A Vision Not Unlike The Original
John Gower with the city is hopeful about the future possibilities—although he says plenty of ideas have been floated in the past, including using the Arcade for a new children’s museum, getting the Dayton Daily News to move in, and the chance that the current owners were going to find new developers. Those owners are now severely in debt to the county, as they stopped so much as paying taxes years ago.
The vision outlined by Sandvick Architects from Cleveland would turn most of the Arcade into apartments, which are in high demand. That would leave just the ground floor for commercial development of around 30,000 square feet as opposed to earlier plans to fill 80,000-90,000 square feet with new commercial activity.
Ironically, much of the Arcade was market-rate apartments before the 1980 redevelopment. The new Arcade, if it is developed according to Sandvick’s proposal, would have more housing than the original, but the mixed-use concept would be similar.
Gower says there are a few advantages to pursuing development today, as opposed to 20 years ago: one is that there are historic tax credits available for projects like this, and the other is that the city is taking a more active role in the project once again.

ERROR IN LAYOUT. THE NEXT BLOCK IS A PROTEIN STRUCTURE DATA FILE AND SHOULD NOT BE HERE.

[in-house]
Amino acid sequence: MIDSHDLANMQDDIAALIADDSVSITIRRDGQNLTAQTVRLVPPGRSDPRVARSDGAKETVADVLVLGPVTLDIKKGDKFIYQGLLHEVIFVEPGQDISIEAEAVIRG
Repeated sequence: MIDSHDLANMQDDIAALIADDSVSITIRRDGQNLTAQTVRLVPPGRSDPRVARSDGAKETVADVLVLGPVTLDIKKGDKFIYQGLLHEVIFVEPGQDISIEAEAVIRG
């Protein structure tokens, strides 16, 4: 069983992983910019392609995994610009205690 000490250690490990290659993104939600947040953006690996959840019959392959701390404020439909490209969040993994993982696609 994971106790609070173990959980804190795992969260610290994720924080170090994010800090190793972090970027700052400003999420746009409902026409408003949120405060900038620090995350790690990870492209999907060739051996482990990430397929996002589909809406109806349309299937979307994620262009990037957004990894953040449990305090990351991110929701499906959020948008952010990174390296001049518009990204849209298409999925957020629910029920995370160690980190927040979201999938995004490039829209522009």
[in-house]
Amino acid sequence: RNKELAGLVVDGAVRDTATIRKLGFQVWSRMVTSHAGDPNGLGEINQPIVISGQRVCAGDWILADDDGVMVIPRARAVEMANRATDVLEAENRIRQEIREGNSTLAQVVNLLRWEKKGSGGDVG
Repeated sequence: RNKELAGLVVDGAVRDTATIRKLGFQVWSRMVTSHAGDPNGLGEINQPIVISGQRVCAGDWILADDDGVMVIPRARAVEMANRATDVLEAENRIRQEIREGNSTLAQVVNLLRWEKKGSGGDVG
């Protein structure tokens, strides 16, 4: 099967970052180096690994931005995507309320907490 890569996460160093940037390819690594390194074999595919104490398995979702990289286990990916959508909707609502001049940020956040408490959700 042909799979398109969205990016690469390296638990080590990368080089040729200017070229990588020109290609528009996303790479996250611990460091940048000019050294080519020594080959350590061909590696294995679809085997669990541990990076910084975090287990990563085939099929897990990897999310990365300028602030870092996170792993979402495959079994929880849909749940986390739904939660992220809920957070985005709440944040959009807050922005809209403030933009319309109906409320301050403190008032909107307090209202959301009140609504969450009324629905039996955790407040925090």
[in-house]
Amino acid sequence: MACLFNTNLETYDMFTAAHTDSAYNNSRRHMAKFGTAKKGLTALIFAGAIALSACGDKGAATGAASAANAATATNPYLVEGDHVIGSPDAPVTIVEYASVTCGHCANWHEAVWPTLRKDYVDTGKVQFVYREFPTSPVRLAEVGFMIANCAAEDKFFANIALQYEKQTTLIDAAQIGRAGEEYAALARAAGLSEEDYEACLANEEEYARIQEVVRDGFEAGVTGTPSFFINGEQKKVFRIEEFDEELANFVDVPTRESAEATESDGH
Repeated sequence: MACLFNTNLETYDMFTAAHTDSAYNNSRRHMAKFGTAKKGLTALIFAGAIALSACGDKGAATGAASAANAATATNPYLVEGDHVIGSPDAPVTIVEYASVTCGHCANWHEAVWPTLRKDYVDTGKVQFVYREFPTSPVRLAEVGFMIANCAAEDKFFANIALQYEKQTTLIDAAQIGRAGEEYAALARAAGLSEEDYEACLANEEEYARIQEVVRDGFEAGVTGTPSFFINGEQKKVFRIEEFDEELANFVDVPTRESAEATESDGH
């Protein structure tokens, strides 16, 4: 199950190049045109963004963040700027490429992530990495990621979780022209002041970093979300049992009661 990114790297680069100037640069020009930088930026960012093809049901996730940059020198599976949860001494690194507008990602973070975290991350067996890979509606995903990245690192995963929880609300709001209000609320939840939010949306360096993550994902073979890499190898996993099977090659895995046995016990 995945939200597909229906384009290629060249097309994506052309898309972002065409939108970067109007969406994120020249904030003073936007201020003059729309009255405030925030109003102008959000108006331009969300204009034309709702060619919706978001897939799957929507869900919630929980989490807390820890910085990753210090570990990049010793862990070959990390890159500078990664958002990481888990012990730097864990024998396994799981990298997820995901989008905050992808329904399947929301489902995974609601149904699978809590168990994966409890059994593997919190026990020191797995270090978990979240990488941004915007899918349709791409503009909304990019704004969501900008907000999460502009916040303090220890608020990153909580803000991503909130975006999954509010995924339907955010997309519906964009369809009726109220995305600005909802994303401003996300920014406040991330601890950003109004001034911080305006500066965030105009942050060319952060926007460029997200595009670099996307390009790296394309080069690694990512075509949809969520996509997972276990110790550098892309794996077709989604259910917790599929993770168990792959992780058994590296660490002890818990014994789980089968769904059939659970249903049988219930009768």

“There’s a chance in the discussion, in policy, about making sure that our buildings that are key to the core of downtown ...have owners that will be willing partners with both the private and public sector,” says Dayton Mayor Nan Whaley.
“It would crush me”
I take all this information back to Aquetta Knight, the questioner, in her cozy apartment in a Fifth Street high rise.
What does she think about demolition?
“It would crush me, it would,” she says. Redevelopment is her dream—even if it does turn out to be mostly apartments. “Even though I’d love to see the Arcade come back up, if they make it for people to live in, people could have somewhere to go live, that would be fine too."
As I’m leaving Aquetta’s building, I start talking to 21-year-old Cae-la Snowden. She’s too young to remember a time when the Arcade was open.
“My grandma used to say that the whole strip right there used to be so fun, and that it’s just dead now,” she says. She thinks anything in the Arcade would help; youth around here don’t have much to do. “Give people something to spend money on, or even just something to look at."
She thinks downtown could make a comeback—but she’s not seeing it yet.
“There’s not much happening down here, because when you come down here you see mostly homeless people and nothing to do.”
The city is expected to move funds to secure the Arcade complex within the month.
WYSO Curious is our series driven by your questions and curiosities about the Miami Valley. Is there something you’ve always wondered about the Miami Valley’s history, people, culture, economy, politics or environment? Send in a question now, and check back to see which questions we’re considering. WYSO Curious is a partner of WBEZ's Curious City, which was founded by Jennifer Brandel and is one of ten Localore productions brought to life by AIR.
Lewis Wallace is WYSO's managing editor, substitute host and economics reporter. Follow him @lewispants _